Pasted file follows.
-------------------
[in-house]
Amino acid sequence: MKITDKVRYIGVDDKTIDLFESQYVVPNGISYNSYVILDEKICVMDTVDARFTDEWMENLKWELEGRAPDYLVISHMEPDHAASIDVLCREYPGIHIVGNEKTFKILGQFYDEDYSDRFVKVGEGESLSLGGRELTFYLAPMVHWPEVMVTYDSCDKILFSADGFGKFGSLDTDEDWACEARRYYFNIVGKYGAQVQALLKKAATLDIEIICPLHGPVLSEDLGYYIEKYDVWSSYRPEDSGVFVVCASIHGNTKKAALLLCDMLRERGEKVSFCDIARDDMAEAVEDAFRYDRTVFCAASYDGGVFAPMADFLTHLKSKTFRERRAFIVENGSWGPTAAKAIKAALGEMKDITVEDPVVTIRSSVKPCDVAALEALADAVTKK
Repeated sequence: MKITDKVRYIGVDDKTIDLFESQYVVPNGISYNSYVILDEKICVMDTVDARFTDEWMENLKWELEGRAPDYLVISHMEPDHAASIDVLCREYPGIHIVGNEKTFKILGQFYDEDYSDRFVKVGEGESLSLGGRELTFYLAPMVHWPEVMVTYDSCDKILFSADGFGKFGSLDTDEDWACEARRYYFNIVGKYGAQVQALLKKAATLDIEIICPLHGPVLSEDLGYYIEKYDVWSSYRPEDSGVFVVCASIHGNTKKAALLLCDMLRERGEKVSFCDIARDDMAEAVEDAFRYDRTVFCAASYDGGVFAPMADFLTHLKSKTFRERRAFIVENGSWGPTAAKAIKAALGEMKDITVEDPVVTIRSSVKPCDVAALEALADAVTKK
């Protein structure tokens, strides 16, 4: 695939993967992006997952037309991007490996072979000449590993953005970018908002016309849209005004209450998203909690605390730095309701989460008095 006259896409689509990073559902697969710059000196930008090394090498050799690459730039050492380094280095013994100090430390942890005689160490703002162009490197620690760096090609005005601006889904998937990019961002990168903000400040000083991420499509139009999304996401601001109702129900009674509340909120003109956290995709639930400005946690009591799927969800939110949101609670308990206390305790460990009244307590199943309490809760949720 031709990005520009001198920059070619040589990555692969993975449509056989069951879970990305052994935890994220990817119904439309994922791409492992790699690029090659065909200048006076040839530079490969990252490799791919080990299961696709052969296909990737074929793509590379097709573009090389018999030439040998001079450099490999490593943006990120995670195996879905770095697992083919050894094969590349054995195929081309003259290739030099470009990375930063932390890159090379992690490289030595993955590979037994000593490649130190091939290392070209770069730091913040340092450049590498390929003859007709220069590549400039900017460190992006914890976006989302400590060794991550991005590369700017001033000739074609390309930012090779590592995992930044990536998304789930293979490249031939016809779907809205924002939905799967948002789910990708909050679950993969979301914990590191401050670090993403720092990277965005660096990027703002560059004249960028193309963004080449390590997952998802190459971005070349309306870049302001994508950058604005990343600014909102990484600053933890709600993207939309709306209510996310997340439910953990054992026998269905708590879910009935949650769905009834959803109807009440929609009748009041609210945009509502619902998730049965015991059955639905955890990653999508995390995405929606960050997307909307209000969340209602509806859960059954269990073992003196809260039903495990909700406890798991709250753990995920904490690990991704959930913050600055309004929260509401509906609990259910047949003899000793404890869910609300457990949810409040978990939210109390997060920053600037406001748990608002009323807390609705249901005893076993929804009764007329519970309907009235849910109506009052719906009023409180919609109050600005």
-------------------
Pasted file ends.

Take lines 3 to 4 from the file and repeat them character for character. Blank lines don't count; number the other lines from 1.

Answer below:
Repeated sequence: MKITDKVRYIGVDDKTIDLFESQYVVPNGISYNSYVILDEKICVMDTVDARFTDEWMENLKWELEGRAPDYLVISHMEPDHAASIDVLCREYPGIHIVGNEKTFKILGQFYDEDYSDRFVKVGEGESLSLGGRELTFYLAPMVHWPEVMVTYDSCDKILFSADGFGKFGSLDTDEDWACEARRYYFNIVGKYGAQVQALLKKAATLDIEIICPLHGPVLSEDLGYYIEKYDVWSSYRPEDSGVFVVCASIHGNTKKAALLLCDMLRERGEKVSFCDIARDDMAEAVEDAFRYDRTVFCAASYDGGVFAPMADFLTHLKSKTFRERRAFIVENGSWGPTAAKAIKAALGEMKDITVEDPVVTIRSSVKPCDVAALEALADAVTKK
């Protein structure tokens, strides 16, 4: 695939993967992006997952037309991007490996072979000449590993953005970018908002016309849209005004209450998203909690605390730095309701989460008095 006259896409689509990073559902697969710059000196930008090394090498050799690459730039050492380094280095013994100090430390942890005689160490703002162009490197620690760096090609005005601006889904998937990019961002990168903000400040000083991420499509139009999304996401601001109702129900009674509340909120003109956290995709639930400005946690009591799927969800939110949101609670308990206390305790460990009244307590199943309490809760949720 031709990005520009001198920059070619040589990555692969993975449509056989069951879970990305052994935890994220990817119904439309994922791409492992790699690029090659065909200048006076040839530079490969990252490799791919080990299961696709052969296909990737074929793509590379097709573009090389018999030439040998001079450099490999490593943006990120995670195996879905770095697992083919050894094969590349054995195929081309003259290739030099470009990375930063932390890159090379992690490289030595993955590979037994000593490649130190091939290392070209770069730091913040340092450049590498390929003859007709220069590549400039900017460190992006914890976006989302400590060794991550991005590369700017001033000739074609390309930012090779590592995992930044990536998304789930293979490249031939016809779907809205924002939905799967948002789910990708909050679950993969979301914990590191401050670090993403720092990277965005660096990027703002560059004249960028193309963004080449390590997952998802190459971005070349309306870049302001994508950058604005990343600014909102990484600053933890709600993207939309709306209510996310997340439910953990054992026998269905708590879910009935949650769905009834959803109807009440929609009748009041609210945009509502619902998730049965015991059955639905955890990653999508995390995405929606960050997307909307209000969340209602509806859960059954269990073992003196809260039903495990909700406890798991709250753990995920904490690990991704959930913050600055309004929260509401509906609990259910047949003899000793404890869910609300457990949810409040978990939210109390997060920053600037406001748990608002009323807390609705249901005893076993929804009764007329519970309907009235849910109506009052719906009023409180919609109050600005």